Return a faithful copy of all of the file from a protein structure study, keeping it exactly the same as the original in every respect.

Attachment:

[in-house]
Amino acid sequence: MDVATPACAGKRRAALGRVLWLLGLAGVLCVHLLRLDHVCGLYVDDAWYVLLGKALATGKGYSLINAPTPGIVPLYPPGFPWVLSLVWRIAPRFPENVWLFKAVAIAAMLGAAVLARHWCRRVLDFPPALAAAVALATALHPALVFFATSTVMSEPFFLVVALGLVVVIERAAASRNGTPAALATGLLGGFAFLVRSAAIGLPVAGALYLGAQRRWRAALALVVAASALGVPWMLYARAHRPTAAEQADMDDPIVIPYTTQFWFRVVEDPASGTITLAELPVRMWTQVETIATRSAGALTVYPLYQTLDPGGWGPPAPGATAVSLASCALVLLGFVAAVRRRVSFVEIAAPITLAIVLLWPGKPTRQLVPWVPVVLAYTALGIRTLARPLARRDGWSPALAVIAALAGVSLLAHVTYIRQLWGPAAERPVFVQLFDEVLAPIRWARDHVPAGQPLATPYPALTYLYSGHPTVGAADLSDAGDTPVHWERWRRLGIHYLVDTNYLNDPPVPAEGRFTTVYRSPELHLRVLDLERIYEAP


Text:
[in-house]
Amino acid sequence: MDVATPACAGKRRAALGRVLWLLGLAGVLCVHLLRLDHVCGLYVDDAWYVLLGKALATGKGYSLINAPTPGIVPLYPPGFPWVLSLVWRIAPRFPENVWLFKAVAIAAMLGAAVLARHWCRRVLDFPPALAAAVALATALHPALVFFATSTVMSEPFFLVVALGLVVVIERAAASRNGTPAALATGLLGGFAFLVRSAAIGLPVAGALYLGAQRRWRAALALVVAASALGVPWMLYARAHRPTAAEQADMDDPIVIPYTTQFWFRVVEDPASGTITLAELPVRMWTQVETIATRSAGALTVYPLYQTLDPGGWGPPAPGATAVSLASCALVLLGFVAAVRRRVSFVEIAAPITLAIVLLWPGKPTRQLVPWVPVVLAYTALGIRTLARPLARRDGWSPALAVIAALAGVSLLAHVTYIRQLWGPAAERPVFVQLFDEVLAPIRWARDHVPAGQPLATPYPALTYLYSGHPTVGAADLSDAGDTPVHWERWRRLGIHYLVDTNYLNDPPVPAEGRFTTVYRSPELHLRVLDLERIYEAP